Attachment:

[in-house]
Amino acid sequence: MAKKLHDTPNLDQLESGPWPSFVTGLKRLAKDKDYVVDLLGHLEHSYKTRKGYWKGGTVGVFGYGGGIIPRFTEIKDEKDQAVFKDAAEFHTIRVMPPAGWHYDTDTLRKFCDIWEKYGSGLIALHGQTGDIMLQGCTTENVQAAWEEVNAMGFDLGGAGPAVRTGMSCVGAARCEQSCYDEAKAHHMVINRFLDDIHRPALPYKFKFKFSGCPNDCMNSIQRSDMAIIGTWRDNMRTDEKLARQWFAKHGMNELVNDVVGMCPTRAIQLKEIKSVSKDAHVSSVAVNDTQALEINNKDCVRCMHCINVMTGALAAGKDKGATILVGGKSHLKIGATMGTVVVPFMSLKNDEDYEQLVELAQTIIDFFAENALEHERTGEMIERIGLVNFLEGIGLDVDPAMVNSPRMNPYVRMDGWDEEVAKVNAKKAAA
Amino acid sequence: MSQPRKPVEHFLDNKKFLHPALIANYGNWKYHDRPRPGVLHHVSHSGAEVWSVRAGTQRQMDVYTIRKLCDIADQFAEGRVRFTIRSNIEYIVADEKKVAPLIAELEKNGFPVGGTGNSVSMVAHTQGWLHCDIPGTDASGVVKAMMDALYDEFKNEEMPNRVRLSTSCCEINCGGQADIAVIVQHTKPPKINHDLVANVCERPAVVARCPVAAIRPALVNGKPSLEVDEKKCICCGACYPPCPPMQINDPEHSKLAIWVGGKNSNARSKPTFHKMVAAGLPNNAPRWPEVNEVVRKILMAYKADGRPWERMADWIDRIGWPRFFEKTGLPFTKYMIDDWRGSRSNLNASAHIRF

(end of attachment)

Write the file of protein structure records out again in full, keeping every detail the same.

[in-house]
Amino acid sequence: MAKKLHDTPNLDQLESGPWPSFVTGLKRLAKDKDYVVDLLGHLEHSYKTRKGYWKGGTVGVFGYGGGIIPRFTEIKDEKDQAVFKDAAEFHTIRVMPPAGWHYDTDTLRKFCDIWEKYGSGLIALHGQTGDIMLQGCTTENVQAAWEEVNAMGFDLGGAGPAVRTGMSCVGAARCEQSCYDEAKAHHMVINRFLDDIHRPALPYKFKFKFSGCPNDCMNSIQRSDMAIIGTWRDNMRTDEKLARQWFAKHGMNELVNDVVGMCPTRAIQLKEIKSVSKDAHVSSVAVNDTQALEINNKDCVRCMHCINVMTGALAAGKDKGATILVGGKSHLKIGATMGTVVVPFMSLKNDEDYEQLVELAQTIIDFFAENALEHERTGEMIERIGLVNFLEGIGLDVDPAMVNSPRMNPYVRMDGWDEEVAKVNAKKAAA
Amino acid sequence: MSQPRKPVEHFLDNKKFLHPALIANYGNWKYHDRPRPGVLHHVSHSGAEVWSVRAGTQRQMDVYTIRKLCDIADQFAEGRVRFTIRSNIEYIVADEKKVAPLIAELEKNGFPVGGTGNSVSMVAHTQGWLHCDIPGTDASGVVKAMMDALYDEFKNEEMPNRVRLSTSCCEINCGGQADIAVIVQHTKPPKINHDLVANVCERPAVVARCPVAAIRPALVNGKPSLEVDEKKCICCGACYPPCPPMQINDPEHSKLAIWVGGKNSNARSKPTFHKMVAAGLPNNAPRWPEVNEVVRKILMAYKADGRPWERMADWIDRIGWPRFFEKTGLPFTKYMIDDWRGSRSNLNASAHIRF